PJ Online | Articles | Multivitamins for HIV, fruit powder for osteoarthritis and kava for cheerfulness
The Pharmaceutical Journal
Multivitamins for HIV, fruit powder for osteoarthritis and kava for cheerfulness
Research published in the December issue of Focus on Alternative and Complementary Therapies is highlighted by Helen Bond
To evaluate the effect of multivitamins on disease progression of HIV a study of 1,078 pregnant women infected with HIV has been carried out in Dar es Salaam, Tanzania. It was found that women who took the multivitamin preparation were less likely to progress to the advanced stages of HIV disease, and maintained more favourable T-cell counts and viral loads. In addition, they experienced less oral and gastrointestinal HIV-related disease, less fatigue, had fewer rashes and acute upper respiratory tract infections. The study also found that vitamin A, alone or in combination with the multivitamin preparation, either provided no benefit or was associated with negative outcomes. The researchers concluded that the supplements delay the progression of HIV disease and provide an effective, low-cost means of delaying the initiation of anti-retroviral therapy in HIV-infected women.
FACT praises the study, which is based on previous observational studies that have implied a positive effect of multivitamins on HIV disease progression, and notes that it was well-designed, showing that vitamin supplementation could have a measurable impact in an area where anti-retroviral therapy is practically unavailable. FACT notes that the nutritional status of the women in the study is unknown, and that a better food supply could potentially produce the same results. However, although it would be of benefit to confirm the results of this trial with a larger sample size, the outcome of the study makes it hard to justify withholding multivitamins before further investigation is carried out.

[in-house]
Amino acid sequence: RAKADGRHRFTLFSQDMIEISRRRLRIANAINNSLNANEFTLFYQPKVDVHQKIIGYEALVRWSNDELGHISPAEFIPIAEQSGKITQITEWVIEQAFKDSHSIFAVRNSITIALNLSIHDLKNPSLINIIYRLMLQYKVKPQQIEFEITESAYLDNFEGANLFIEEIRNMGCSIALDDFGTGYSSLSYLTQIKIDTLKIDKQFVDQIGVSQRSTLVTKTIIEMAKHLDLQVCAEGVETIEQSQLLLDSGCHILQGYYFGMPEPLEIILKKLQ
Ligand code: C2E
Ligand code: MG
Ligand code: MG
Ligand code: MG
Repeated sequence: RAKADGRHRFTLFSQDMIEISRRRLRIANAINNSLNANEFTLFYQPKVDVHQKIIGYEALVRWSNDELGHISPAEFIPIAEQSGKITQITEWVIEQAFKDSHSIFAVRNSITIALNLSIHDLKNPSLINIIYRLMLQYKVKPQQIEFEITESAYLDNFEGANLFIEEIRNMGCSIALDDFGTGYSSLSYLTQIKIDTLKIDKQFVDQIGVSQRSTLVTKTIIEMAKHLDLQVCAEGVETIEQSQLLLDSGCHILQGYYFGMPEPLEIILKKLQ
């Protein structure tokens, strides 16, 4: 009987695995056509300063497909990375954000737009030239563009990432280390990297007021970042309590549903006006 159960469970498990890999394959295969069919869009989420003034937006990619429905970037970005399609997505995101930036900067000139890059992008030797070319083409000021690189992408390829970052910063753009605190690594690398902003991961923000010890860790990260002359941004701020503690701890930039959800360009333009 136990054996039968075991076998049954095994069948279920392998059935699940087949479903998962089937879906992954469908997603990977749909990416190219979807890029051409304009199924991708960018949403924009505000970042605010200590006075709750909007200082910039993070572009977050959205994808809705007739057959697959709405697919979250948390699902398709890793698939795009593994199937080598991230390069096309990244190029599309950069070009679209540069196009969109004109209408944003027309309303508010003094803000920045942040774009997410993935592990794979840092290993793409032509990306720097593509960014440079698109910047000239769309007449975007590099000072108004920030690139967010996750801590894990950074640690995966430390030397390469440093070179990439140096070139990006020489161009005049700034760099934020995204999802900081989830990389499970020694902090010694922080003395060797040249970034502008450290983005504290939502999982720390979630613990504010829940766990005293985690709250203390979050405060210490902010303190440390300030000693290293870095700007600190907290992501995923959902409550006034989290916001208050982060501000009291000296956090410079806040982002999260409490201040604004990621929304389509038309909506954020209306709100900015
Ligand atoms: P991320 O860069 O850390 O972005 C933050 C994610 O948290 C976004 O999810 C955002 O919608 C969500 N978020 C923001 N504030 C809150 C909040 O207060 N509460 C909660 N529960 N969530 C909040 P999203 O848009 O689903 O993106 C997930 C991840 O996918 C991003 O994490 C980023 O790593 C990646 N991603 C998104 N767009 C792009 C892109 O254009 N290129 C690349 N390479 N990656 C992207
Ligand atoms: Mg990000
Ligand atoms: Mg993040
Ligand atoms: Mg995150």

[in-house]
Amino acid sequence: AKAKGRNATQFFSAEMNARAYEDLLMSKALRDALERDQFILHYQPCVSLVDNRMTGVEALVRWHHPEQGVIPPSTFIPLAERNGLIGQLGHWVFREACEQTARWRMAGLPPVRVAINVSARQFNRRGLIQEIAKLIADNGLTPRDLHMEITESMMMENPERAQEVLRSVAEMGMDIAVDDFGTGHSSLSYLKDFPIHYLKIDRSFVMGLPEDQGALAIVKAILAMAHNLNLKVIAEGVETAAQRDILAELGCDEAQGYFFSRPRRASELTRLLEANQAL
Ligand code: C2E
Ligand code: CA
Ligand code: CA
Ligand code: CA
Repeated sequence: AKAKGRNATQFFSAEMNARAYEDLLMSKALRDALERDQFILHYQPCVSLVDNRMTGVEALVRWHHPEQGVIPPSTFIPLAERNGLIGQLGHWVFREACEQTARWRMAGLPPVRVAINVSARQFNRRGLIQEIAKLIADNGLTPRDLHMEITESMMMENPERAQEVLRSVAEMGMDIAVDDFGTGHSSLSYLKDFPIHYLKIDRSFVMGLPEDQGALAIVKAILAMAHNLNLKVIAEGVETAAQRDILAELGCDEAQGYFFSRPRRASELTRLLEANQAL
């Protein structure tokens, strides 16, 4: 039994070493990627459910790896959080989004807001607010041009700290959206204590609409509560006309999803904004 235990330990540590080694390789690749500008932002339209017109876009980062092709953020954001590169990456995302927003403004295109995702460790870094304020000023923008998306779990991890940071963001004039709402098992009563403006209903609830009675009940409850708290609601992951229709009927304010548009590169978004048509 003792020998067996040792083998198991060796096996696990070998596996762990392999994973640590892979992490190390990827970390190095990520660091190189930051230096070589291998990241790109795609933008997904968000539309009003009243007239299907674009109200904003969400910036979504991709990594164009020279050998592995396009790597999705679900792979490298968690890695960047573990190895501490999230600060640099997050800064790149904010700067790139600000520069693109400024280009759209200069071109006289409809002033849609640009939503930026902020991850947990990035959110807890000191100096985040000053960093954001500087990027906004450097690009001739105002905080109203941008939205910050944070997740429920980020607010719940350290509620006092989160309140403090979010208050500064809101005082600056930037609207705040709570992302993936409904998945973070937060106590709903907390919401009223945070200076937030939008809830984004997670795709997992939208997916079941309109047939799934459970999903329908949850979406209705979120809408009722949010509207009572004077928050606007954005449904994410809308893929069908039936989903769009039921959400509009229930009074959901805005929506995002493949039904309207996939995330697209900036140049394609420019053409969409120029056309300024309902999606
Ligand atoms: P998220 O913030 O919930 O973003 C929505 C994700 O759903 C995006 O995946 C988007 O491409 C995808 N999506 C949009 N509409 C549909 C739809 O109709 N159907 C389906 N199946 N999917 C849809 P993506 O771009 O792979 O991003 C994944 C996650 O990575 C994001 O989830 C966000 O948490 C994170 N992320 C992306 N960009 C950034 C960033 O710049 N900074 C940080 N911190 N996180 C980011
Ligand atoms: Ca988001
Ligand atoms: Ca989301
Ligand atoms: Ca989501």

Fruit powder for osteoarthritis
Hyben Vital, a proprietary capsule of the fruit powder of Rosa canina, has been studied for its effect on osteoarthritis. Ninety-seven patients suffering from osteoarthritis of the hip, knee, neck, shoulder or hand either received capsules containing the powder for three months followed by placebo for three months, or vice versa. Pain, stiffness and wellbeing were found to improve, and consumption of rescue medication was lower, during the taking of the fruit powder capsules for the group receiving the placebo first, but there was no difference found if patients received the powder first. At the end of the study, severity of joint pain was higher in the group receiving placebo first. The author concluded that R canina is effective in the treatment of osteoarthritis, and that the differences in the responses of the two groups may have been caused by a carryover effect of the powder.
Kava for cheerfulness
Researchers at the University of Hertfordshire have investigated kava for properties of mood enhancement and improved cognitive performance. Twenty healthy volunteers were given a single dose of kava extract or an indistinguishable placebo in capsules. The volunteers were measured for cheerfulness, seriousness and bad mood as traits and states, tested before and after treatment. Cognitive performance testing was carried out on computers: visual attention and recognition tasks were administered before and 60 minutes after treatment.
Citation: The Pharmaceutical Journal URI: 20013545
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